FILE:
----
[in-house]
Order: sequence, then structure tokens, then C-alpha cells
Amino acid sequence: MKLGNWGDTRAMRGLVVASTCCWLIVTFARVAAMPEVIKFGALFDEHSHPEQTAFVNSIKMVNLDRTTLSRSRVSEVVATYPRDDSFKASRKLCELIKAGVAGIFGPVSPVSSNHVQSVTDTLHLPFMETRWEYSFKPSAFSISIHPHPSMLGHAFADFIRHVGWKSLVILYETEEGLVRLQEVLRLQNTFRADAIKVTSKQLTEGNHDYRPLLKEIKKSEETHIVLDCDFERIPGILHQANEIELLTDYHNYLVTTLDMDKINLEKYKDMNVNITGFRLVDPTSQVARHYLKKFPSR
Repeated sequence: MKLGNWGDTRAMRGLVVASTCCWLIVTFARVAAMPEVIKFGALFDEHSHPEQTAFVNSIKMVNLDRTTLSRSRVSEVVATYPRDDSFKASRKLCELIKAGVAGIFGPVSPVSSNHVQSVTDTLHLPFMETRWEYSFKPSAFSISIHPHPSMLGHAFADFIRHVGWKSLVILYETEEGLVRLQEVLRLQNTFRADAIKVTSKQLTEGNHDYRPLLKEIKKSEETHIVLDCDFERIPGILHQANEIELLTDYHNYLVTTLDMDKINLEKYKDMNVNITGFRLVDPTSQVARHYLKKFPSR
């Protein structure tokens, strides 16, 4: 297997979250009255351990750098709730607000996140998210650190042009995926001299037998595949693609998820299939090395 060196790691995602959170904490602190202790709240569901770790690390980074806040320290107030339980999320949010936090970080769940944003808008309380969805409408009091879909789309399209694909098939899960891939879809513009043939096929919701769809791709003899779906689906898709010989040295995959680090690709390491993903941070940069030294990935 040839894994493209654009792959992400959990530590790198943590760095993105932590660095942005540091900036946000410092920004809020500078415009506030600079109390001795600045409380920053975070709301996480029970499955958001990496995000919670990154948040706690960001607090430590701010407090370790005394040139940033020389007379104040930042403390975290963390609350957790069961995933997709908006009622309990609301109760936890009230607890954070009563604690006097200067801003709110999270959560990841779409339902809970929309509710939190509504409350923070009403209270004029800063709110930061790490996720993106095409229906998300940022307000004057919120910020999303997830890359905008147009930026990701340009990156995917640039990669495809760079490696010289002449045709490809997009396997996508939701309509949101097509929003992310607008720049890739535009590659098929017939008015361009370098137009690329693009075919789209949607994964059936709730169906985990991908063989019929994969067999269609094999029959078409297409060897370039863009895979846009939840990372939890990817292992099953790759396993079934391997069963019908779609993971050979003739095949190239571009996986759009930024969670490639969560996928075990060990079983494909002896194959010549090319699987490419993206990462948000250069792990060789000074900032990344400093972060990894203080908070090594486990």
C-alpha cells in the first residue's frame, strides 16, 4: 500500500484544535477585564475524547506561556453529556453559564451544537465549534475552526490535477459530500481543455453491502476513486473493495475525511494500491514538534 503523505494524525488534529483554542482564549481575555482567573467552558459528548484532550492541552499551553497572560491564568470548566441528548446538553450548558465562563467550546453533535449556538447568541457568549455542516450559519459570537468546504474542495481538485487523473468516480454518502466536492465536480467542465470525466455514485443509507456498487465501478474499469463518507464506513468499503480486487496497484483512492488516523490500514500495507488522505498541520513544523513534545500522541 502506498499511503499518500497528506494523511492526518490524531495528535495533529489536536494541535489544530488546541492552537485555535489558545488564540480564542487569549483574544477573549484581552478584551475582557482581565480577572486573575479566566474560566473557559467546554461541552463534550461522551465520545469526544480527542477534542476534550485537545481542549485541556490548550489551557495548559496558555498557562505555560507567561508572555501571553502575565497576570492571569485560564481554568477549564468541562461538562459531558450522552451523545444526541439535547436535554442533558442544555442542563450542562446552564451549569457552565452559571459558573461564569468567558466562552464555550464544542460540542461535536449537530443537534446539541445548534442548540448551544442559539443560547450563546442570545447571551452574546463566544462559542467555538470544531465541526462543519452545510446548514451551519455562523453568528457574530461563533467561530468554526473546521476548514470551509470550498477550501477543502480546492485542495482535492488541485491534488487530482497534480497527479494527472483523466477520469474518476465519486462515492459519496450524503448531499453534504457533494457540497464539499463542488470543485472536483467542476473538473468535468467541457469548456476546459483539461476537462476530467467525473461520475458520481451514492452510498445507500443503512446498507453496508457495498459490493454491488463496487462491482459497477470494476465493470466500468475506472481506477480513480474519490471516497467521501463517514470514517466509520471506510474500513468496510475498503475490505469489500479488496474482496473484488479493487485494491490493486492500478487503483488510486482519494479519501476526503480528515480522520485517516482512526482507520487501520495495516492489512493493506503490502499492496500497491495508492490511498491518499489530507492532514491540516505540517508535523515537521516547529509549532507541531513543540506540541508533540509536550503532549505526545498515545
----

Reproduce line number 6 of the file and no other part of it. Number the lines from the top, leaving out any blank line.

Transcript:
C-alpha cells in the first residue's frame, strides 16, 4: 500500500484544535477585564475524547506561556453529556453559564451544537465549534475552526490535477459530500481543455453491502476513486473493495475525511494500491514538534 503523505494524525488534529483554542482564549481575555482567573467552558459528548484532550492541552499551553497572560491564568470548566441528548446538553450548558465562563467550546453533535449556538447568541457568549455542516450559519459570537468546504474542495481538485487523473468516480454518502466536492465536480467542465470525466455514485443509507456498487465501478474499469463518507464506513468499503480486487496497484483512492488516523490500514500495507488522505498541520513544523513534545500522541 502506498499511503499518500497528506494523511492526518490524531495528535495533529489536536494541535489544530488546541492552537485555535489558545488564540480564542487569549483574544477573549484581552478584551475582557482581565480577572486573575479566566474560566473557559467546554461541552463534550461522551465520545469526544480527542477534542476534550485537545481542549485541556490548550489551557495548559496558555498557562505555560507567561508572555501571553502575565497576570492571569485560564481554568477549564468541562461538562459531558450522552451523545444526541439535547436535554442533558442544555442542563450542562446552564451549569457552565452559571459558573461564569468567558466562552464555550464544542460540542461535536449537530443537534446539541445548534442548540448551544442559539443560547450563546442570545447571551452574546463566544462559542467555538470544531465541526462543519452545510446548514451551519455562523453568528457574530461563533467561530468554526473546521476548514470551509470550498477550501477543502480546492485542495482535492488541485491534488487530482497534480497527479494527472483523466477520469474518476465519486462515492459519496450524503448531499453534504457533494457540497464539499463542488470543485472536483467542476473538473468535468467541457469548456476546459483539461476537462476530467467525473461520475458520481451514492452510498445507500443503512446498507453496508457495498459490493454491488463496487462491482459497477470494476465493470466500468475506472481506477480513480474519490471516497467521501463517514470514517466509520471506510474500513468496510475498503475490505469489500479488496474482496473484488479493487485494491490493486492500478487503483488510486482519494479519501476526503480528515480522520485517516482512526482507520487501520495495516492489512493493506503490502499492496500497491495508492490511498491518499489530507492532514491540516505540517508535523515537521516547529509549532507541531513543540506540541508533540509536550503532549505526545498515545